ASX-listed battery maker RedFlow Limited has capped off a hugely successful year with the appointment to its board of high profile Australian tech innovator and investor, Simon Hackett.
Hackett – founder of Internode and a director of NBNco – has joined the RedFlow board as a non-executive director, having made a $2.2 million investment in the Brisbane-based company in May.
His new position was officially announced at the company’s Annual General Meeting on Friday, where CEO Stuart Smith reflected on a year which saw its signature zinc bromine flow batteries manufactured for commercial sale for the first time.
“Two years ago the company was in turmoil but a clear strategy was set …and we are focussed clearly on its implementation,” Smith said.
“The past year has seen the company turn the corner and regain its confidence in terms of what it has to offer and the opportunities available to it.”
A key deal behind this turnaround was secured in February, when RedFlow signed a manufacturing agreement with US giant Flextronics, making its ZBM battery the first of its kind, globally, to enter large scale production.
RedFlow’s ZBM batteries are considered to be ideal for partnering with renewabls – for storing and shifting intermittent renewable energy, as well as managing peak load on the grid and supporting off-grid power systems – due to their capability for daily deep charge and discharge.
At the AGM on Friday, Smith described the outsourcing of the battery’s manufacturing to Flextronics as a key highlight of 2014.
“Apart from lead acid and lithium batteries, there are no other new energy storage technologies that we are aware of which have their manufacturing performed by external contract manufacturers,” Smith said.
“It is a significant validation of where we are at with our battery.”
The appointment of Hackett probably offers further validation.
“RedFlow offers a truly disruptive technology that can contribute strongly to the renewable energy revolution,” Hackett said in a statement on Friday.
“After a long period of research and development work to create the ZBM solution, RedFlow is now in full commercial production of their battery systems. The time is right for RedFlow – and for the renewable energy sector. I’m excited to be a part of it,” he said.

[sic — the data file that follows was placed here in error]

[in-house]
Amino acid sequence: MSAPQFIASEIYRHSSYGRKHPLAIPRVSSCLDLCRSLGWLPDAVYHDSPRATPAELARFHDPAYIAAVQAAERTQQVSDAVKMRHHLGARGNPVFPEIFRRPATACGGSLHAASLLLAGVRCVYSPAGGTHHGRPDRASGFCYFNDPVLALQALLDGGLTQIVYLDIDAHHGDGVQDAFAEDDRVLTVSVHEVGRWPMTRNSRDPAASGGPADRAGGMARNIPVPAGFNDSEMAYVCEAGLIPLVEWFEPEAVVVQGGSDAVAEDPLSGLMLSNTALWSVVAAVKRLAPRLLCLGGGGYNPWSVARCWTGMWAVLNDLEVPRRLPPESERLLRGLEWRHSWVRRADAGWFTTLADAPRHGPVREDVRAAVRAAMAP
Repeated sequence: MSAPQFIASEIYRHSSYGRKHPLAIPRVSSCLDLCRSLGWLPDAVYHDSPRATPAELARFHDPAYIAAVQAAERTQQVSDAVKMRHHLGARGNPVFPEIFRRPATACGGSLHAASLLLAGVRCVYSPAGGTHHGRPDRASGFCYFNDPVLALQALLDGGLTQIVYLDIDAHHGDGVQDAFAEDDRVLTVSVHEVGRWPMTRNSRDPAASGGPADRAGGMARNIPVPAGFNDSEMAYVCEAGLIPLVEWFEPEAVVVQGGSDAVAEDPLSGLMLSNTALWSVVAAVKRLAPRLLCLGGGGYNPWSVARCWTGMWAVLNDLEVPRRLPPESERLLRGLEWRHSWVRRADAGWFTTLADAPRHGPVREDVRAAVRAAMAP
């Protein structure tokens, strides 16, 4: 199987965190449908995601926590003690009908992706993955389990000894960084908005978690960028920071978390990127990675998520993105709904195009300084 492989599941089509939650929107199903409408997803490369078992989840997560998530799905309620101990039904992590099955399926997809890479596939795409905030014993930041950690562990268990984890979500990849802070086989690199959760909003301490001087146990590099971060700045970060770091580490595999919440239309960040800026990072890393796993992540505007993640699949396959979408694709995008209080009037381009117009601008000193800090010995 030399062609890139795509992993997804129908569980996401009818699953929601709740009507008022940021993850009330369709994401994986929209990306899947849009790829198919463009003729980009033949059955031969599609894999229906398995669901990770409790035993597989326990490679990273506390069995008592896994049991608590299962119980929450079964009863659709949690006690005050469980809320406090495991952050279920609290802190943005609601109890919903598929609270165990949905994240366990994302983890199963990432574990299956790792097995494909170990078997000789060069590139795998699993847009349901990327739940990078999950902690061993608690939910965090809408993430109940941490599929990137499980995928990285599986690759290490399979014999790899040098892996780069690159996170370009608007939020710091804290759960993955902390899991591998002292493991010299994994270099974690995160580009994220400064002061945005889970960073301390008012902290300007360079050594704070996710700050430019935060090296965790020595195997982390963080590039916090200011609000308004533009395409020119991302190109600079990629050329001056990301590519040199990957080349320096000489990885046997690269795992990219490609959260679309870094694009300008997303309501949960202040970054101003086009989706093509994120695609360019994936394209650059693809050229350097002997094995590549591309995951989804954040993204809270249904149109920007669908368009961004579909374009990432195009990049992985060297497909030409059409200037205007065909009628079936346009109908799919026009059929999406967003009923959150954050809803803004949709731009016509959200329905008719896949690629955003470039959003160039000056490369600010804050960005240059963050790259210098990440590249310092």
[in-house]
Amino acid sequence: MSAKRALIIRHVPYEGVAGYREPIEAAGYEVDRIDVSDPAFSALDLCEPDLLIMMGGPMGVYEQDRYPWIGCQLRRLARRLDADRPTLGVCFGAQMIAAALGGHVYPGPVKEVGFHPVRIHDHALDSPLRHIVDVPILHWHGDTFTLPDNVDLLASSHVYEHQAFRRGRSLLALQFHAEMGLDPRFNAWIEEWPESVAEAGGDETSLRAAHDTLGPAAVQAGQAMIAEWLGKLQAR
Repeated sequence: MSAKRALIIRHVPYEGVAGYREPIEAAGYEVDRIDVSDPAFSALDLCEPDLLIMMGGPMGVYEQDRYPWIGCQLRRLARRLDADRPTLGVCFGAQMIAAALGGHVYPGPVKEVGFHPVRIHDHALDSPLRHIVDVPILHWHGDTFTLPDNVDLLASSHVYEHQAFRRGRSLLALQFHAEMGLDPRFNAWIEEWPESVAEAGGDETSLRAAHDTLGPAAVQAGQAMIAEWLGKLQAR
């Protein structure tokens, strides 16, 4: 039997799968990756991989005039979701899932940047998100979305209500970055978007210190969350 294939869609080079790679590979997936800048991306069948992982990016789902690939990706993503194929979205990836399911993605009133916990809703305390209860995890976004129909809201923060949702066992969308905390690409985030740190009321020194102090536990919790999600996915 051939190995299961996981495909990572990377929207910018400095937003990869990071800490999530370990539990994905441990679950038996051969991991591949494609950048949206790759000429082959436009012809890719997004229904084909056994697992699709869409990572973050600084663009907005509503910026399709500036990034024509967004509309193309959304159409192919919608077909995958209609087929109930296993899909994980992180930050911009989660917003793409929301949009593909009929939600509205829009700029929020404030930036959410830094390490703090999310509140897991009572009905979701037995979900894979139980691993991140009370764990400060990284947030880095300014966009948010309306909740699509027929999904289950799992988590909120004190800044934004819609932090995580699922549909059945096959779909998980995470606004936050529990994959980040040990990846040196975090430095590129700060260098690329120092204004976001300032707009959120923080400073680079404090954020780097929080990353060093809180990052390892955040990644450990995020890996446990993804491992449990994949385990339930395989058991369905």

According to RedFlow chairman, Howard Stack, Hackett’s appointment is a strategic one.
“Simon’s experience with developing and commercialising disruptive technologies with global applications, combined with his entrepreneurial skills, will be invaluable to RedFlow as we move into our commercialisation phase.”
Other 2014 highlights for the company might include a successful capital raising, a “master supply” agreement with global company Schneider Electric to collaborate and develop energy storage systems, and an EU supply agreement with BlueSky Energy, based in Austria. And last month, RedFlow appointed Probe Corporation as an initial non-exclusive systems integrator partner in South Africa.
Meanwhile, RedFlow’s performance on the stock market has prompted some to question whether it is the best cleantech investment currently on the ASX.
Despite taking a nearly 10 per cent tumble at the start of this month, RedFlow shares have jumped more than 150 per cent this year – a trend driven by the fact that the company “consistently hits milestones on time and budget,” according to Proactive Investors Australia.
The shares were expected to get another boost from the November 10 payment from the ATO of $1.89 million for the Research & Development Tax Incentive, bringing the company’s cash balance to an estimated $8 million.
At the AGM, Smith said that, beyond the ZBM, RedFlow’s the prototype large-scale battery storage product developed with the assistance of AusIndustry funding meant the company was ready to produce a high voltage MW commercial offering.
“We have two products and we have a pipeline of future developments,” Smith said. “We have partnered with system integrators and with key suppliers as well as new suppliers.
Whilst this will not make us a profitable company overnight it will ensure we take advantage of being the first flow battery with specific commercial applications to be in commercial production with a global contract manufacturer who can scale production with ease.”
By the time of the 2015 AGM, Smith said, he hoped to be able to report on one major achievement: “sales, sales and profitability.”
“In this regard, I confirm we are in discussions and trials with several integrators and end customers for both smaller systems containing between 2 and 6 batteries as well as containerised MW solutions but will only release information on these once they are completed and orders received due to commercial in confidence provisions,” he said.